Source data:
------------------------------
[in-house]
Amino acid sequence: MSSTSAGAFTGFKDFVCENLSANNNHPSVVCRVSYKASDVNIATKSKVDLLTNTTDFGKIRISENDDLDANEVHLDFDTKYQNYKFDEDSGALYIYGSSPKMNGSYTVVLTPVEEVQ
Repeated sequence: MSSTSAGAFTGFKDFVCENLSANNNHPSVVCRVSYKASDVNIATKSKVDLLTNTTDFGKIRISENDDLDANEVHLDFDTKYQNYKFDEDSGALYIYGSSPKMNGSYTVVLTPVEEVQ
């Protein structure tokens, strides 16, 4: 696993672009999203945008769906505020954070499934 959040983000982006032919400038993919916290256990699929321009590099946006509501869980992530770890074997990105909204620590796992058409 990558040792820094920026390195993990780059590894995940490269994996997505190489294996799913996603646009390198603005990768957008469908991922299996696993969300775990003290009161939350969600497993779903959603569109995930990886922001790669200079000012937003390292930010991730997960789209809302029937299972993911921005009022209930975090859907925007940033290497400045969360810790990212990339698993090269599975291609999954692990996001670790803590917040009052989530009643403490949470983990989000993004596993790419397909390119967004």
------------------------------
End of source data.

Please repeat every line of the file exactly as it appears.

[in-house]
Amino acid sequence: MSSTSAGAFTGFKDFVCENLSANNNHPSVVCRVSYKASDVNIATKSKVDLLTNTTDFGKIRISENDDLDANEVHLDFDTKYQNYKFDEDSGALYIYGSSPKMNGSYTVVLTPVEEVQ
Repeated sequence: MSSTSAGAFTGFKDFVCENLSANNNHPSVVCRVSYKASDVNIATKSKVDLLTNTTDFGKIRISENDDLDANEVHLDFDTKYQNYKFDEDSGALYIYGSSPKMNGSYTVVLTPVEEVQ
């Protein structure tokens, strides 16, 4: 696993672009999203945008769906505020954070499934 959040983000982006032919400038993919916290256990699929321009590099946006509501869980992530770890074997990105909204620590796992058409 990558040792820094920026390195993990780059590894995940490269994996997505190489294996799913996603646009390198603005990768957008469908991922299996696993969300775990003290009161939350969600497993779903959603569109995930990886922001790669200079000012937003390292930010991730997960789209809302029937299972993911921005009022209930975090859907925007940033290497400045969360810790990212990339698993090269599975291609999954692990996001670790803590917040009052989530009643403490949470983990989000993004596993790419397909390119967004």